I made a massive error - I made resolutions on January 1st, and promptly began working on them January 2nd. There were goals to be better spiritually, be better as a mom, and of course - the obligatory goal of becoming healthier. Well...it was only halfway obligatory. I really do want to be healthier this year. At least, I want to be healthier than I was in December. Last month, I was on a quest to eat every yummy holiday treat that our neighbors delivered, plus some that I made myself. This "quest" quickly turned to a session of self-loathing when I stepped on the scale January 2nd.
As I berated myself for all the sweets I had consumed over the past few weeks, my husband attempted to understand my dilemna. Scottie approaches New Year's Goals quite differently - he waits until the third week of January to really hammer out his aspirations for the coming year. He says that he doesn't want to fight the rush on self-improvement, and so while others are turning a new leaf, he's enjoying all the candy that goes on sale after the holidays and egg-nog that people won't buy because they too, have started their diets.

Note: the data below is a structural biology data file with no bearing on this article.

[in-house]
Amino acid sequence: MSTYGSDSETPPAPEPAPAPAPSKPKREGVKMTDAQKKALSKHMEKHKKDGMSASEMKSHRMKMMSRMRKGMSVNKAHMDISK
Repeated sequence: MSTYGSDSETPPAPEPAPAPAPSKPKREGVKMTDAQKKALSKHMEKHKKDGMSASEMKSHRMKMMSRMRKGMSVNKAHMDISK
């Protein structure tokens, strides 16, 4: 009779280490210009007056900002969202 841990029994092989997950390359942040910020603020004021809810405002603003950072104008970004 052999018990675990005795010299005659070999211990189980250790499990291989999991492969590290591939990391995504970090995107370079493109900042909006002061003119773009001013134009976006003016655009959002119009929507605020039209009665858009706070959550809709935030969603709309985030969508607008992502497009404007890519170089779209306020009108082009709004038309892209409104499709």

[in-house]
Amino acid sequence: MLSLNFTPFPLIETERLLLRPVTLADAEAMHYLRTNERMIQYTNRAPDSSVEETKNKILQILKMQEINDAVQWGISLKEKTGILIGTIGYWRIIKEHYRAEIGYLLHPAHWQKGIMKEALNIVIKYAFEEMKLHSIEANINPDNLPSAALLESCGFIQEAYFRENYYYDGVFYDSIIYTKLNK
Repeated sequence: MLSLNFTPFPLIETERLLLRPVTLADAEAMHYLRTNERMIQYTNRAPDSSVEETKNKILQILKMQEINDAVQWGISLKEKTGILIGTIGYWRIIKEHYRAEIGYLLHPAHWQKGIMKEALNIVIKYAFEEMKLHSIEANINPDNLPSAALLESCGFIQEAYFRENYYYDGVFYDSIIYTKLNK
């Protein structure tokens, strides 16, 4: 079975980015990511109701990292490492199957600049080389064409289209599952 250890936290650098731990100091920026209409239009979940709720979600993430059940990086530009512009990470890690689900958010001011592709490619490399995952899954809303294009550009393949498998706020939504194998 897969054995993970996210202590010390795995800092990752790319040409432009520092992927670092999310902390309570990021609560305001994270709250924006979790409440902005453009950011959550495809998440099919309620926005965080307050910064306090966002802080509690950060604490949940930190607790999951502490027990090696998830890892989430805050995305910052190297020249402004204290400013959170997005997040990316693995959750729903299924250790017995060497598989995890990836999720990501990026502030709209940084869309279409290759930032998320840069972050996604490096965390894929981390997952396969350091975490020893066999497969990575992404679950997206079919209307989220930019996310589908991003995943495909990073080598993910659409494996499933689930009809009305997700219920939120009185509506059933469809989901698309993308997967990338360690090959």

I am the opposite - the feeling of self-improvement sweeps over me on the first of January, followed by guilt on the second. I made several health goals this year: get on the treatmill 3 times a week, run a 5K, and limit my sweets. I say limit, because anything less than my prior consumption of fudge and yogurt-covered pretzels would be a step in the right direction. The problem is that once I stepped on the scale, I was so depressed that all I wanted to do was eat that yogurt-covered pretzel...or two...or twenty. I'm trying even now to not think about food...
The difficult moment comes in spite of the fact that I am motivated to eat better, or to exercise, or to avoid the hot fudge brownie sundae. There are moments when I just say, "get out of my way...give me the cookie!" And my husband does. (I have to ask my husband, because I have previously begged him to hide the bag of cookies)
The ultimate problem with diets is that you have to be committed to them longer than 3 days. This becomes difficult when you start salivating at the mention of chocolate cake. But hopefully, this year, I'll not only have a "New Year's Resolution", but rather be resolute in my "be healthy" goals. So when tomorrow comes, I'm going to get on the treadmill, and avoid the scale. And be committed to being healthy for one more day.